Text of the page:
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Beloit, Rockford casino supporters push ahead

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GINA R. HEINE
May 27, 2012
— The developers behind casino proposals in Beloit and Rockford, Ill., both say they’ll move ahead with plans no matter who gets the green light first.

With an application for an off-reservation Ho-Chunk Nation casino, convention center and hotel in the hands of the federal Bureau of Indian Affairs, waiting is all supporters of the Beloit project can do. While that process typically takes up to two years, legislators and the governor at the Illinois Capitol could approve a compromise before their spring session ends Thursday that would provide a license for a privately developed Rockford casino.


Illinois legislators are considering a casino gaming expansion bill, which names Rockford as a site for a casino license. The Illinois House approved the bill Wednesday, but the Senate has yet to vote, and Gov. Pat Quinn threatened a veto after the House vote. Action could happen this weekend as the Senate is scheduled to be in session through today.


Unlike the Beloit Indian gaming proposal and several others around Wisconsin, a Rockford casino would be built and run by a private developer, therefore avoiding the federal Bureau of Indian Affairs approval process required for the Beloit plan.


Illinois state officials are aware and Rockford Casino Coalition members have made it “very clear” that there is a “first-mover advantage,” said John Groh, president and CEO of the Rockford Area Convention & Visitors Bureau and one of the founders of the Rockford Casino Coalition.


“We need to move quickly before additional gaming springs up on our borders,” he said.


“On our side, it doesn’t really matter,” Ho-Chunk President Jon Greendeer said. “We’ve got our application in. It doesn’t matter if they build or if they don’t build. … As Beloit goes forward, we don’t have the luxury of saying we’re not going to do Beloit because Rockford is looking like it’s going to happen. No, we are committed to Beloit.”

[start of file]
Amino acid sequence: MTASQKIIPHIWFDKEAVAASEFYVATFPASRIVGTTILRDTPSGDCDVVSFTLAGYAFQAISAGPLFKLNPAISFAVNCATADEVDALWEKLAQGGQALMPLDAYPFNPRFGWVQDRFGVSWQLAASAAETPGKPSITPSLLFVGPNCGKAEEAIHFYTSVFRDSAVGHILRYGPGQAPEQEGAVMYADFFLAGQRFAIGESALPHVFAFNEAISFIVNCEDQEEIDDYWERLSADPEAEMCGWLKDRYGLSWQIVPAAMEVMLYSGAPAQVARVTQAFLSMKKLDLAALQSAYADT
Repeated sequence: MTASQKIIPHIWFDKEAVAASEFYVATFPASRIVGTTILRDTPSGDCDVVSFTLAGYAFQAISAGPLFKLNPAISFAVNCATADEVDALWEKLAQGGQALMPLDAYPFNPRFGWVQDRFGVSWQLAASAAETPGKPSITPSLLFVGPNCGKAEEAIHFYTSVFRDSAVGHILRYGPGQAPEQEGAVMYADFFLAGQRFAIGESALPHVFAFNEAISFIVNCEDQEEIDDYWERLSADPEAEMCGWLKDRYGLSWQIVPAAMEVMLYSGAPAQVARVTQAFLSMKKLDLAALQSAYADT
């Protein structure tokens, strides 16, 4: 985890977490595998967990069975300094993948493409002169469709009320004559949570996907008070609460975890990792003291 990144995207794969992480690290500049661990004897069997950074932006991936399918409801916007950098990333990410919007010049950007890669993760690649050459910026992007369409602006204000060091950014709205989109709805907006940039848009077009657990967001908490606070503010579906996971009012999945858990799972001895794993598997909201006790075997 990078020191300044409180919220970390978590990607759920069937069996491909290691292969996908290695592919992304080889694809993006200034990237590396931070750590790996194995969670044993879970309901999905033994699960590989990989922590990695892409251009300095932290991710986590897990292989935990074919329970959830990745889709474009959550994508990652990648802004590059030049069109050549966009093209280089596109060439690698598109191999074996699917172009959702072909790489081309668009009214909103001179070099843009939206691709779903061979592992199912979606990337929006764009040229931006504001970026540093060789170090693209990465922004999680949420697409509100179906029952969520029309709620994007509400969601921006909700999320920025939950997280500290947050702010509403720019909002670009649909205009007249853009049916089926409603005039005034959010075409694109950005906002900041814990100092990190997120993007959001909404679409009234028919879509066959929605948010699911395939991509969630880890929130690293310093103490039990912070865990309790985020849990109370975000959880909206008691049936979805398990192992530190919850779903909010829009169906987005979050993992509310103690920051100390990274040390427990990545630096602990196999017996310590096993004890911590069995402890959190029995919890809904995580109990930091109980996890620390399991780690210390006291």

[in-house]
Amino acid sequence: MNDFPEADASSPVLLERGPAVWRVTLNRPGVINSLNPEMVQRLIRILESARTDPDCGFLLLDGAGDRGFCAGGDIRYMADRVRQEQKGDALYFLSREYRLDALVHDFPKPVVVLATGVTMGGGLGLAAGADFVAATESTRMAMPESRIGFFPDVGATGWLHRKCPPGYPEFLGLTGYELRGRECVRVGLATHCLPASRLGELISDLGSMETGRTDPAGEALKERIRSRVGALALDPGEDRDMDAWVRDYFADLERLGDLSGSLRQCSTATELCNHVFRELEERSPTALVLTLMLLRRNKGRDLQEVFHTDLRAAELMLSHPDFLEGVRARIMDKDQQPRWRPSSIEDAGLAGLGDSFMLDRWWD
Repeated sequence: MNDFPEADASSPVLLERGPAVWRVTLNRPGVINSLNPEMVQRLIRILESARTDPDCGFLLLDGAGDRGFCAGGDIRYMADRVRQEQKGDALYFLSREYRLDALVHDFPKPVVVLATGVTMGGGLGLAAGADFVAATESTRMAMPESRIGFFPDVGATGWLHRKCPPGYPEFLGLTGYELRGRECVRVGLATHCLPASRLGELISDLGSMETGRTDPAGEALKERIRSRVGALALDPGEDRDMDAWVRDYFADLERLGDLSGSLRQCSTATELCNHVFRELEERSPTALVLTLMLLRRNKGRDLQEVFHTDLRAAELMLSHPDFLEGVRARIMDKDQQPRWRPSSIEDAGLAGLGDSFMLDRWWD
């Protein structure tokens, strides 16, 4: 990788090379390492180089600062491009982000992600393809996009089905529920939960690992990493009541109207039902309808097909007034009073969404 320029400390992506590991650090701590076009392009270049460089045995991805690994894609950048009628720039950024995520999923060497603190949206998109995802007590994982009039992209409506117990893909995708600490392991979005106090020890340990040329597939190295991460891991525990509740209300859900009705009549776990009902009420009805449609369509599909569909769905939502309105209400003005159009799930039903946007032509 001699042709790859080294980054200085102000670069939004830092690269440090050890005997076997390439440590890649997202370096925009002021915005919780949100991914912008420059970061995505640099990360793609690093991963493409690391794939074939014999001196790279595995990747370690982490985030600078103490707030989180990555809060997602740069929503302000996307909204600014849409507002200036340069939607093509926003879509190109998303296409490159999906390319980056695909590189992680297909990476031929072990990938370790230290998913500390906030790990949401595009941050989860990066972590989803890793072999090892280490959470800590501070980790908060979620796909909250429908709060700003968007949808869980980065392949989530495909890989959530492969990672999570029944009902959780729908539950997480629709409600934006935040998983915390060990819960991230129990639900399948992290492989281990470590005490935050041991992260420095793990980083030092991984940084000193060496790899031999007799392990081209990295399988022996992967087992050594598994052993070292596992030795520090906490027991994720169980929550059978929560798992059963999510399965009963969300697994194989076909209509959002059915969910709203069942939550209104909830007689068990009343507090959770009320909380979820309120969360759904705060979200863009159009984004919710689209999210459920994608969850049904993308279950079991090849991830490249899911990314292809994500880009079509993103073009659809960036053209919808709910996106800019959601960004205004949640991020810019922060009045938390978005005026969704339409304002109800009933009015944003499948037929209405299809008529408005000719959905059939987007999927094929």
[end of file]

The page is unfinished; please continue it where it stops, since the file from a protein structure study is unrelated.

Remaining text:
What’s proposed?

The Ho-Chunk Nation is proposing a 145,000-square-foot gaming facility, and the project also would include a 300-room hotel and a 35,000-square-foot convention center just off of Interstate 90/39 in Beloit.


According to the intergovernmental agreement, the city of Beloit would receive 2 percent of net wins with no offsets for state payments or operations of the casino. Rock County would receive 30 percent of the 2 percent.


Beloit City Manager Larry Arft has conservatively estimated the 2 percent payment at $5 million to $7 million a year. Of that, the county would receive 30 percent, or $1.5 million to $2.1 million. The payments are in lieu of property taxes.


The Ho-Chunk submitted its application to the Bureau of Indian Affairs’ regional office in Minnesota this spring after the Beloit City Council, Rock County Board and Ho-Chunk legislators approved an intergovernmental agreement. If federal approval is granted, the final approval goes to Wisconsin’s governor for the final word.


As soon as the application gets the green light, “commerce begins that minute,” Greendeer said.


In Rockford, potential developers and owners of a casino have had informal discussions with city leaders, but once a casino license is available, a formal process will unfold, Groh said. No details are decided on what a development would include.


The state license would determine the number of games, but development such as a conference center, water park or theater would be negotiated between the host community and developers, he said.


The Illinois House and Senate approved a gaming expansion bill last year but withheld it from the governor’s office for fear of veto. The compromise bill under consideration would address many of the concerns raised last year, and it names five communities—including Rockford—for gaming licenses, Groh said.


Provisions in the bill would allow a temporary facility to open while a permanent facility is designed and constructed, Groh said. That would allow a temporary Rockford casino to open “certainly … within the two-year window of application process the Beloit casino is in now,” he said.


Race to the green light

Three of the five Illinois communities named in the bill for gaming licenses—Rockford, Lake County (just south of Kenosha, where a casino also is proposed) and Danville—are near the state’s borders with Wisconsin and Indiana. Casino supporters have pushed lawmakers to act quickly because of the competitive situation, Groh said.


“If it (gaming expansion bill) doesn’t move forward in the (session ending Thursday), I think the conversation continues, even if Beloit moves forward,” he said.